The Enemy of the elves is named Dunn-Red, and he rules the land of Stra-Tac. Little is shown of him, except that he employs human spies as well as armies of hairy, brutish humanoids – most probably orcs.

It's interesting to note the depiction of the elves here – these aren't your god-like Tolkien elves. Instead they're short with curly-toed shoes. They're more like the modern depictions of elves, Santa's helpers and Keebler elves and such. This fits into my conception of elves as a race on the wane - they used to be like Tolkien elves (and they may regain that power some day) but now they are diminished and wearing pointy shoes.

Silver Nobles are mentioned as a type of coinage – I'll keep that in mind when I'm looking for more evocative names for coinage than your average "Silver Piece'.


The events of this story will have occured in the recent past of the campaign. With the book (whatever its purpose) having been stolen by the mysterious RST, both Evvolon and Dunn-Red will have servants hunting for it. The PCs could come into this story at any point, allying with one side or the other as they wish. How this scenario plays out could have a lot to do with the identity of RST – anyone out there have any ideas?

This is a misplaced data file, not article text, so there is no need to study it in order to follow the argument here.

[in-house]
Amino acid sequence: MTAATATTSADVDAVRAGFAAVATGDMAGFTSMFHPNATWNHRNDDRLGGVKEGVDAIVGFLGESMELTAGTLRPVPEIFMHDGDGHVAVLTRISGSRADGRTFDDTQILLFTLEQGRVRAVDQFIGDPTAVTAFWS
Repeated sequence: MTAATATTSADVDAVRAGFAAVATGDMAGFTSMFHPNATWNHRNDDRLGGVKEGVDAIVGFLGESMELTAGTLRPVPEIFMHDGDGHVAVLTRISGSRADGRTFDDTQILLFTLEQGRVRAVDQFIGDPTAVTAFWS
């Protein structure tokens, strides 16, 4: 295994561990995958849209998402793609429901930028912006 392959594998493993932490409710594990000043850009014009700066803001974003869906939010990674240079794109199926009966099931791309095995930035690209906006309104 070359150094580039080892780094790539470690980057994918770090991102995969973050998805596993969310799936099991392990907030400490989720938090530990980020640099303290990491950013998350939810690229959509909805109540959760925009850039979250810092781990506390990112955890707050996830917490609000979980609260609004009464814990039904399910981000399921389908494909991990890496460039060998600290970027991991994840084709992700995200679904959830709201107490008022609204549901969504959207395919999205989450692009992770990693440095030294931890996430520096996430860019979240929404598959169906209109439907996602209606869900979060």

The NPC Drystaff will be active in the area of the Greenwood and its surrounds, as well as his men-at-arms and henchman Lamhand. Highton, as head of Evvolon's scouts, will remain in her service, perhaps heading up the hunt for the book.

The Greenwood and Stra-Tac will no doubt be minor regions in the World of Greyhawk. But thankfully that world is quite open to customisation, and I'll no doubt be able to fit them in somewhere.

Drystaff's mentor, the Thaumaturgist Grimm, I will have working as a trainer at the Guild of Magic-Users. Similarly, the barbarian known as "The Hog" will be a powerful chieftain, encountered should the PCs venture up into the realms of the Frost or Ice Barbarians.

Next up I'm tackling the Bard for reals.


jamused said...

Might I suggest that you deal with the parody elements by saying that this is actually fiction in the game world? That is, it's a satire told by minstrels and their ilk, which may or may not have some kernel of truth--possibly nothing more than the names being of "real" famous people.

Nathan P. Mahney said...

That could work, aside from the many anachronisms. I want planet-hopping to be a regular occurence for my PCs, but not something that my NPCs are generally aware of.

fischgeist said...

I've been wading through your Ultimate Sandbox postings all day, and with much delight - this would be an awesome campaing to take part in! Keeping in mind how much these guys loved backwards and jumbled names, I suggest these character names are such. But while it's obvious that RST is TSR backwards, I can only scratch my head why Evvolon appears to be "No Love" with an extra "v" and have no guess for the other names.

Russell Harrell said...

RST is TSR backwards, perhaps not meant to be a parody of a specific person. This story seems to be dripping with references to the early gaming groups from the 70s.